Our mooring was adjacent to a park and we could see that there was some sort of event going on. Upon further investigation we discovered that there was going to be a triathlon taking place the following day with proceedings beginning with competitor registration between 5.30 and 7.00am! After exploring the town’s main shopping streets, we returned to Caxton and had lunch on the front deck. Our parkside mooring meant that we were part of the scenery and also a tourist attraction so once again we found ourselves being observed by and commented on by visitors to the waterside.
Sure enough, on Sunday morning at the prescribed hour, we were awoken by a tannoy announcement letting us know that we could register for the triathlon event. Within minutes, Sue jumped out of bed and was getting herself ready, determined to be among the early starters. Her bike was sitting gleaming on the bankside ready for the cycling section, she had already pulled on her wetsuit ready for the swim in the Thames when suddenly something didn’t seem quite right. I opened my eyes, and realised that after the initial tannoy announcement I had fallen back asleep and Sue lay still slumbering next to me, completely oblivious to the dream sequence that I had just experienced.
We got up at seven and watched the swimmers who passed between our boat and a couple of floating markers in the water. One swimmer passing by asked Sue if there was any chance that she had a bacon sandwich for him!
We pottered about indoors until just after eleven when we set off into town and found our way to The Coach. This restaurant is owned by the TV chef, Tom Kerridge and has a slightly unusual approach to serving food. There were very few customers when we arrived at 11.30, lunch service doesn’t start until noon so we had our pick of places to sit. We chose a couple of bar stools in front of the kitchen and had a chat with the head chef who had studied at the University of Leicester. The dishes are varied and are ‘starter’ size and we were told that most people would order two or three dishes each. We had difficulty in choosing from the menu, the dishes all looked appetising but you can’t have them all so we decided to order five of them and share. The dishes were brought to us one at a time and in no particular order. Sitting where we were, we could see the food being prepared before being hand delivered to us by whichever chef had put it all together – very intimate indeed!
After lunch we returned to Caxton and just took it easy for the rest of the afternoon and evening. The structures that had housed the organisation of the triathlon were being pulled down and the crowds were dwindling as we reflected on our couple of days in the wonderful town of Marlow.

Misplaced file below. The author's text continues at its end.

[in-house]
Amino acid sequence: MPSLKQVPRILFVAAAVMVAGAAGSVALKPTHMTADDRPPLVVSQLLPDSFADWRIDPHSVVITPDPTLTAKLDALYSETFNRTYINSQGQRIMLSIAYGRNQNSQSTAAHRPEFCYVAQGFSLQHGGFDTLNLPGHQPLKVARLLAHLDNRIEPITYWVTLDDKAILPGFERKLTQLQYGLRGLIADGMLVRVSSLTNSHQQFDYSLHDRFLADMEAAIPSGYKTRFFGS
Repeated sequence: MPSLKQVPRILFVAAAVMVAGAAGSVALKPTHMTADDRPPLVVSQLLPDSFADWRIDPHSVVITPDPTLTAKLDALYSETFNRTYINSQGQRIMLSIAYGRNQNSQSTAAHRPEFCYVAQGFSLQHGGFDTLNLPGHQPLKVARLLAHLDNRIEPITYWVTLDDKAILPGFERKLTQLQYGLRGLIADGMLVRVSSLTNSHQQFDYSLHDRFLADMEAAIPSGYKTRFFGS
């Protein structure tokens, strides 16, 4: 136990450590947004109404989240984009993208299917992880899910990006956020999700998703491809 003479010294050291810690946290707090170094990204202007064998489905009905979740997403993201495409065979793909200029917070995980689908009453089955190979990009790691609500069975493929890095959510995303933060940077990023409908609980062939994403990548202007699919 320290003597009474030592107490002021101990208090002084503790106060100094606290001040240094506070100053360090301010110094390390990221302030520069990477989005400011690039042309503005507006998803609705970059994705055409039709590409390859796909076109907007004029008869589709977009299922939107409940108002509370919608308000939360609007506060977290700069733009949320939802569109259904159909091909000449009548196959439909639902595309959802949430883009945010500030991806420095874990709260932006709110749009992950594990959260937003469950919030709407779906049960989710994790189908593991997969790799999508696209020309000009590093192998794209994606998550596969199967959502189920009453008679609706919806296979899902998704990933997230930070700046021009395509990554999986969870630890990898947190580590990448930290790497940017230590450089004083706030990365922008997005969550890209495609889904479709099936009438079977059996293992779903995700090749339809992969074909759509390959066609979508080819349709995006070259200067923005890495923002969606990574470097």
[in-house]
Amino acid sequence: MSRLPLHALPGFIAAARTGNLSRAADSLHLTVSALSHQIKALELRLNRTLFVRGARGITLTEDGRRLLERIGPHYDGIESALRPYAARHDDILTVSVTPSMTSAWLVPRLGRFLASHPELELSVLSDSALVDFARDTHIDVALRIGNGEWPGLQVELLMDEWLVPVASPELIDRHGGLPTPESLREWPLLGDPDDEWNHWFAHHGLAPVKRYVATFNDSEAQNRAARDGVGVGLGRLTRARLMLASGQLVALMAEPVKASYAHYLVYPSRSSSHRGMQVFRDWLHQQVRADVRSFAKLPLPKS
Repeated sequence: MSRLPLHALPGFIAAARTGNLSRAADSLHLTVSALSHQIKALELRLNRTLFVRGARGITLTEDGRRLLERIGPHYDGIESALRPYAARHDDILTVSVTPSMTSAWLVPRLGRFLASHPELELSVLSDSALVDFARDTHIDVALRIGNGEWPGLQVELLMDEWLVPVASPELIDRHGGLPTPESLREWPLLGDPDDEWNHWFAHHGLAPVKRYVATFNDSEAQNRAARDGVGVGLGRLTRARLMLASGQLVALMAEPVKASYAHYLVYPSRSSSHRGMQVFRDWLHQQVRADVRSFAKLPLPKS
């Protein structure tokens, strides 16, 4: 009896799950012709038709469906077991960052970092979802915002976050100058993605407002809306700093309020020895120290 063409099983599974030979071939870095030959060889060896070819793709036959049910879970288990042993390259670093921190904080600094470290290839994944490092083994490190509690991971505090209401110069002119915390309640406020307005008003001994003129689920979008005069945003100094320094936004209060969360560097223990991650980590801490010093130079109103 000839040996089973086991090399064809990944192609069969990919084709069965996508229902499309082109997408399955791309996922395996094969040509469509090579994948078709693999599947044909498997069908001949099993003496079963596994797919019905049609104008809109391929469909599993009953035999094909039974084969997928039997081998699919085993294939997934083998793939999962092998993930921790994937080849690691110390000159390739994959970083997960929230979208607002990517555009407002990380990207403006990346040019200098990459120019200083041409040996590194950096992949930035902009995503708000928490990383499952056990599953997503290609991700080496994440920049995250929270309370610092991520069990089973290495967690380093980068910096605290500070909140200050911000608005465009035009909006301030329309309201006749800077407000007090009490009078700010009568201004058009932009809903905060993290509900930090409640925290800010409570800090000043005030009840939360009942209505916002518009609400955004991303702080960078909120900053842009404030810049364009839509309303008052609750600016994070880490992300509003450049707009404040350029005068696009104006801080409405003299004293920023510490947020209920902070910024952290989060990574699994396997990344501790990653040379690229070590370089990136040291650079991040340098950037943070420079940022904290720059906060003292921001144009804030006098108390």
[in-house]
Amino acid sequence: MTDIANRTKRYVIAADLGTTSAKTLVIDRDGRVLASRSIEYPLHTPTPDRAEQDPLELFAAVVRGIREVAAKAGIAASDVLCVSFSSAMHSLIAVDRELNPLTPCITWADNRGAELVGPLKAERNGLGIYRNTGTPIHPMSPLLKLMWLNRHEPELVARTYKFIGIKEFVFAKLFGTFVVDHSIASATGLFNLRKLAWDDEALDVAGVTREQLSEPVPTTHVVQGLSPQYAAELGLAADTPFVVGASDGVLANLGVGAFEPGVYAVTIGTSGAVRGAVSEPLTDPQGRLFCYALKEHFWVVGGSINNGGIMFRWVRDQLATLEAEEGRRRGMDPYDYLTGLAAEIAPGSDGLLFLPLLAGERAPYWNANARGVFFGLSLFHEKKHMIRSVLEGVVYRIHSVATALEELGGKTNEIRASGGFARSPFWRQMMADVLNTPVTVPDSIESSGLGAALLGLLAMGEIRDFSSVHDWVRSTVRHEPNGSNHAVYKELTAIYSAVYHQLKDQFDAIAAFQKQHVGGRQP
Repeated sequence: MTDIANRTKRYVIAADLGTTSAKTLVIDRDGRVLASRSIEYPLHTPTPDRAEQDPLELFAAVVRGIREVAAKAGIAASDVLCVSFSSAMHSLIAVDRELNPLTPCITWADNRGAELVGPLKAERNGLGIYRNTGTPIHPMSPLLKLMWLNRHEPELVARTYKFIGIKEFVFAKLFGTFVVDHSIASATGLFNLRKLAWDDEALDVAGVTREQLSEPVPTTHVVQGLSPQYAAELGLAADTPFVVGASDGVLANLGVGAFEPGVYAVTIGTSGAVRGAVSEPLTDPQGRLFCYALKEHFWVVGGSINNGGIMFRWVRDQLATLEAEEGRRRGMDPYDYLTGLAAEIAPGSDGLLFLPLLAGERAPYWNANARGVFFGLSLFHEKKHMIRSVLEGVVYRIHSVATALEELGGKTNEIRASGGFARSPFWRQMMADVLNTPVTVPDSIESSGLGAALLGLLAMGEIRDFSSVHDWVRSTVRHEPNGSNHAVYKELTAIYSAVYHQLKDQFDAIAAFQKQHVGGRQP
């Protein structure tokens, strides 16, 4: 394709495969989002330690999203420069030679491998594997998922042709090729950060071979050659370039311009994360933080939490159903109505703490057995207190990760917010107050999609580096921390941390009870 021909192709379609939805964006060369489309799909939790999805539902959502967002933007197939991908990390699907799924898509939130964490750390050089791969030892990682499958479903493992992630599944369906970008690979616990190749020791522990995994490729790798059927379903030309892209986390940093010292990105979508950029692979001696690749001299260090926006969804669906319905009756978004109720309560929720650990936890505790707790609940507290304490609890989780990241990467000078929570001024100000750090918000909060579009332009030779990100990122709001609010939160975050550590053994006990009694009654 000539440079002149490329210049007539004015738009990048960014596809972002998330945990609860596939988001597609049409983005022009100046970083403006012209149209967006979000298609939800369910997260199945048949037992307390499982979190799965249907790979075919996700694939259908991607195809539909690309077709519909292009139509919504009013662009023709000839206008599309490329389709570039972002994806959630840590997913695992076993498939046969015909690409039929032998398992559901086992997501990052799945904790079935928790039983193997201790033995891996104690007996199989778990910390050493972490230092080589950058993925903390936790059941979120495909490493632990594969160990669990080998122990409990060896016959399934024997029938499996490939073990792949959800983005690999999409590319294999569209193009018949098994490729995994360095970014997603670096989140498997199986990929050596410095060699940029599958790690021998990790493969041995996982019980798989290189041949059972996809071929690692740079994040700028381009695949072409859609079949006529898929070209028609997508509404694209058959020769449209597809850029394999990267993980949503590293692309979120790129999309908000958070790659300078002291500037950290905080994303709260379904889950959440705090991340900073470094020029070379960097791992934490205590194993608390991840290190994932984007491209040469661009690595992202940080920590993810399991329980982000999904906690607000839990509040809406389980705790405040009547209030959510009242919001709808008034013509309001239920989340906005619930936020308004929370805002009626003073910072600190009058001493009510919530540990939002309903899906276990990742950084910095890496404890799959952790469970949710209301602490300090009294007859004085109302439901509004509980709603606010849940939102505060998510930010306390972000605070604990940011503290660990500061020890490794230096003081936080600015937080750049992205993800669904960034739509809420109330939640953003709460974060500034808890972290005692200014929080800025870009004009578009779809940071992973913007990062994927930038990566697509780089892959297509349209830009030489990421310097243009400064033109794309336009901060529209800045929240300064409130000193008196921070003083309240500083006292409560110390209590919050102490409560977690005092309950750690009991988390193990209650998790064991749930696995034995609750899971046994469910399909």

On Monday morning we decided to stay for another day and explore the town more fully when there were fewer people around. We wandered over the bridge and visited the Compleat Angler hotel and spent a bit of time on their terrace overlooking the river. At lunchtime we visited the Marlow Bar & Grill and had another lovely meal in lovely surroundings.
We eventually returned to our mooring and sat in the sunshine just watching the world go by.
As predicted, the weather changed in the early hours of Thursday morning and we awoke to a much fresher feel to the air. At eight o’clock we were treated to a thunderstorm directly overhead with half an hour of heavy rain thrown in for good measure. It didn’t last and by nine o’clock we were able to untie and continue with our journey.
It was an enjoyable cruise and although the weather had changed somewhat, it was still sunny and warm with the temperature eventually settling in the mid twenties. We passed through between Reading and Caversham but there were very few boats on the move so we really only noticed a few around the locks.
We eventually tied up above Sonning lock and then took a walk into the village of Sonning which is mainly on the Berkshire side of the river. On the other side of the river is The Mill at Sonning which is a hotel / theatre / waterside bar and we had a little nosey around there too. There’s not much to the village but we did visit the local church and of course the village pub.